Thursday, 20 June 2013

Cuts & Privatisation are accepted as the only solution by Labour & Conservatives has the time come for People before Profit to go national?

The BBC Economics editor, Stephanie Flanders, has concluded that Ed Balls' speech on the economy at Thomson Reuters marks a new phase in the debate about British economic policy. The "growth versus austerity" dispute over is now over.

As far as the three parliamentary parties are concerned there is no alternative: Austerity has won.

This was reflected in a major item about the deficit on Newsnight last night. There was nothing about growth or raising revenue through collecting unpaid taxes, it was all about cuts, both current and future.

Using computer graphics, Flanders showed the divide between spending on government departments that is being cut and areas that have been ‘ring fenced’ i.e. the NHS and pensions. She made the point that choosing to protect some areas means that a greater burden falls on the remainder. Cue an ‘expert’ explaining how harmful and illogical it is to ring fence NHS spending.

Even with ‘ring fencing’ budgets are tight and this causes bitter battles within the NHS for the use of scarce resources. We need more spending on the NHS not a freeze. The speech by Balls (together with that of Ed Miliband) has taken increased spending off the political agenda: it’s all about cuts now. Flanders’ Newsnight speech shows that this is what we can expect from now on.

What has this to do with the Save Lewisham Hospital Campaign?

Saving Lewisham Hospital will cost. There are plenty of managers who will be prepared to argue that money spent on keeping Lewisham Hospital would be better spent somewhere else. Professional politicians from all the main parties and the media, will back them up. The “there’s just not enough money” propaganda bombardment will convince some ordinary people and weaken our campaign.

If the Government manage to close the Hospital then persuading a future government to re-open it will be very, very difficult.

The Role of the Labour Party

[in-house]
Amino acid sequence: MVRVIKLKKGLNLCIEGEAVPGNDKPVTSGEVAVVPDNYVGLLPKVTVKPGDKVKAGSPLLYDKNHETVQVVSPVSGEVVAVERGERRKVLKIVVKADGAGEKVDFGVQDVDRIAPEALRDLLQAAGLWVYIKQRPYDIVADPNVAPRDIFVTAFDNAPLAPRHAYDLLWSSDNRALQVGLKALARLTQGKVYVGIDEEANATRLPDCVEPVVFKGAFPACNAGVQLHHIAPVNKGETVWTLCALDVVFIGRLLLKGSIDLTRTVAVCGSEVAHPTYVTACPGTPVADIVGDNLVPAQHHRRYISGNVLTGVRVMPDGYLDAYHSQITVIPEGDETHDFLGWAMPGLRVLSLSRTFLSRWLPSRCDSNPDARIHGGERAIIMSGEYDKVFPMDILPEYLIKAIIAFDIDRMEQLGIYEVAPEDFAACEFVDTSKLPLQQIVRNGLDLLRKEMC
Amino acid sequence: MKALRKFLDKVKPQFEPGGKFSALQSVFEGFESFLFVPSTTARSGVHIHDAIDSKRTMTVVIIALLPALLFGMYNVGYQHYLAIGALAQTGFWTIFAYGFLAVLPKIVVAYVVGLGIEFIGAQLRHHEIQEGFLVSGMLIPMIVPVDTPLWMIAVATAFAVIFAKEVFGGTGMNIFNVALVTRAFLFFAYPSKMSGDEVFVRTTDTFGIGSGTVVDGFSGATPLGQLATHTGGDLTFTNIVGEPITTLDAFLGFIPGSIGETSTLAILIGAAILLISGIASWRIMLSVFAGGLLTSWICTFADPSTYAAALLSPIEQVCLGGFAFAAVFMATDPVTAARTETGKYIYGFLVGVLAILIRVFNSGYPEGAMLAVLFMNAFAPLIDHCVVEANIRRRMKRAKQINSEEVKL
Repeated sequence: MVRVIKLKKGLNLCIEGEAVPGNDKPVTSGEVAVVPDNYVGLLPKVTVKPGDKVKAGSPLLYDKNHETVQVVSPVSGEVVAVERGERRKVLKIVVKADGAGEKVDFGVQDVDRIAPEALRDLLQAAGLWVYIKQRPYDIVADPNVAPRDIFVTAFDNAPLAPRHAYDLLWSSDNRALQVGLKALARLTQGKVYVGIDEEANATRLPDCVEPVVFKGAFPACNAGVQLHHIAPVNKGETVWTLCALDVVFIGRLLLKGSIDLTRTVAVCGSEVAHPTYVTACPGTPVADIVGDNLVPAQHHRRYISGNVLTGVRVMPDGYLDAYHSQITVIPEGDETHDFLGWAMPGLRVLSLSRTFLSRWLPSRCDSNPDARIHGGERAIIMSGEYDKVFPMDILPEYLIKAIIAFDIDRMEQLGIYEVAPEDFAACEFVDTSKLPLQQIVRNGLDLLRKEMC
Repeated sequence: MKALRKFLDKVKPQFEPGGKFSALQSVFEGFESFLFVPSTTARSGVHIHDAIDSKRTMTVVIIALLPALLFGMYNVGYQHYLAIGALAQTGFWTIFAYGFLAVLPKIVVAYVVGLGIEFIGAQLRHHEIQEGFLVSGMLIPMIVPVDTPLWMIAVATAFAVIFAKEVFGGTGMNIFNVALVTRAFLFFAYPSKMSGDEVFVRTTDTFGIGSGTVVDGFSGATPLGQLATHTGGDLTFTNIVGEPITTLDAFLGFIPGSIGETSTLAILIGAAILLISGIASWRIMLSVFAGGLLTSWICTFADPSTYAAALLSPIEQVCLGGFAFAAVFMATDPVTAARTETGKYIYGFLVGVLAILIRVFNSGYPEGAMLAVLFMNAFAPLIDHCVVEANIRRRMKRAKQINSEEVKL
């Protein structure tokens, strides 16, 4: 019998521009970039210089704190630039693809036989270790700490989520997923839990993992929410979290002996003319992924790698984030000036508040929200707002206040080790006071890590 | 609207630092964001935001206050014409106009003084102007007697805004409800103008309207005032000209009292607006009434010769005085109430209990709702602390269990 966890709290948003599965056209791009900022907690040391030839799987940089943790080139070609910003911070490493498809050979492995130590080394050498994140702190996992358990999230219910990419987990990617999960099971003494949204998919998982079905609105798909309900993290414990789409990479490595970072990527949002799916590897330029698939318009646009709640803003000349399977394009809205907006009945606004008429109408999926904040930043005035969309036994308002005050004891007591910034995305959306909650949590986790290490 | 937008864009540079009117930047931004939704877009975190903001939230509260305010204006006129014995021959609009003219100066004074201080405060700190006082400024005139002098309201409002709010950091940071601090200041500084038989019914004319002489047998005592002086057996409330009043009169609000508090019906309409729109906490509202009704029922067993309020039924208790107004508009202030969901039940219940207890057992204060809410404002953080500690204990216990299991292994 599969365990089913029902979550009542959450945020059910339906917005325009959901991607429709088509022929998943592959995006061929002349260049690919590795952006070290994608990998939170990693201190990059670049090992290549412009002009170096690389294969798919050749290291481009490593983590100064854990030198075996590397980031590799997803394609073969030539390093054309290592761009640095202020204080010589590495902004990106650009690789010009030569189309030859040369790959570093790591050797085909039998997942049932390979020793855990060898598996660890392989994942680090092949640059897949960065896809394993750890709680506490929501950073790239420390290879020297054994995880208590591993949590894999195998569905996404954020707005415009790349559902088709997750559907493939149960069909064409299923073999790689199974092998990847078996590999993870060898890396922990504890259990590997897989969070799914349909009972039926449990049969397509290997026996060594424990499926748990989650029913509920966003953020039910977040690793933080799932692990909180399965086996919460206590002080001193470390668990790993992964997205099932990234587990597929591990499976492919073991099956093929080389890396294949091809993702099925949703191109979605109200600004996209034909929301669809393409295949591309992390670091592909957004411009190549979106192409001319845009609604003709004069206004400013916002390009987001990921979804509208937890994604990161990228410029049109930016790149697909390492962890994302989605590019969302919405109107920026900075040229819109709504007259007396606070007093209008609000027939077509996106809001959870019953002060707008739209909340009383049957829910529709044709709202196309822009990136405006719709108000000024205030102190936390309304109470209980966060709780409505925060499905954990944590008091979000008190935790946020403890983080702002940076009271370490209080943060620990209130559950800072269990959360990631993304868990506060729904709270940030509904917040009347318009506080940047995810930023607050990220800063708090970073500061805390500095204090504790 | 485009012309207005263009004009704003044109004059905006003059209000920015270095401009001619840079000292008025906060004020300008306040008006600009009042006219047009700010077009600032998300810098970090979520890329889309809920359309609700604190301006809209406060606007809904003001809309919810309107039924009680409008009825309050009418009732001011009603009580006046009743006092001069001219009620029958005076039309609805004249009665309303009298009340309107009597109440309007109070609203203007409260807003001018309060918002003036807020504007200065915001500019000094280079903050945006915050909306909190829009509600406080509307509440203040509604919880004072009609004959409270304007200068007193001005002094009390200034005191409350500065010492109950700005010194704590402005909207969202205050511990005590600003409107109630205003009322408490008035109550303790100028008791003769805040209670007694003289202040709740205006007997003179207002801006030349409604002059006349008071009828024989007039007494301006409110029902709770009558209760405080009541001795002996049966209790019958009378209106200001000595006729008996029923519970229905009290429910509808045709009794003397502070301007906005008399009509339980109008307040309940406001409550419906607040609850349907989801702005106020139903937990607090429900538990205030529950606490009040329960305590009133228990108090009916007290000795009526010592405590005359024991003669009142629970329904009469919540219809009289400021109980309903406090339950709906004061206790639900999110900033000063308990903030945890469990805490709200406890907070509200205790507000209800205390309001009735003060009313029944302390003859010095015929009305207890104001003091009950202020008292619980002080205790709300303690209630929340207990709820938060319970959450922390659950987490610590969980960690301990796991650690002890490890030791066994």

The Labour Party have been extraordinary feeble in their opposition to the Conservative/Liberal Democratic Government. Of course, it is difficult for them to do so because fundamentally they have similar policies.
As Stephanie Flanders pointed out herself the great "growth versus austerity" battle between Ed Balls and George Osborne was a pseudo debate because Balls never really offered an alternative policy.
“Former Labour Chancellor Alistair Darling was going to slash capital investment too from 2010 onwards. Ed Balls distanced himself from Darling's plan and came up with his "five point plan." But in the scale of things, that was not so very different from what we already had.
“A determined Keynesian effort to double public investment, cut taxes and go all out for growth - along the lines suggested by the likes of Paul Krugman - was simply never on the table.
“Maybe America shows us that there was a better alternative out there. Maybe it doesn't. The problem for Ed Balls is that people never really believed he was offering one.”

The Labour Party bowed the knee to the Baal of Neoliberalism a long time ago. Between 1997 and 2010 Labour ministers deregulated, privatised and signed PFI deals with reckless abandon.

Only last month Lord Warner was on the wireless calling for end to the ‘ring fencing’ of the NHS budget.
“A Labour former Health minister has warned that the NHS “is living on borrowed time” and called for an end to its protected budget.
“Norman Warner said the health service’s business model “is bust” and it should no longer be exempt from the austerity measures that have hit most government departments.”
People Before Profit

Not long ago, a local Liberal Democrat acknowledged that, despite not having any councillors, ‘People Before Profit’ were the real opposition party in Lewisham.
It seems as though, despite not having any MPs, we might well have to fulfil that role at a national level as well.
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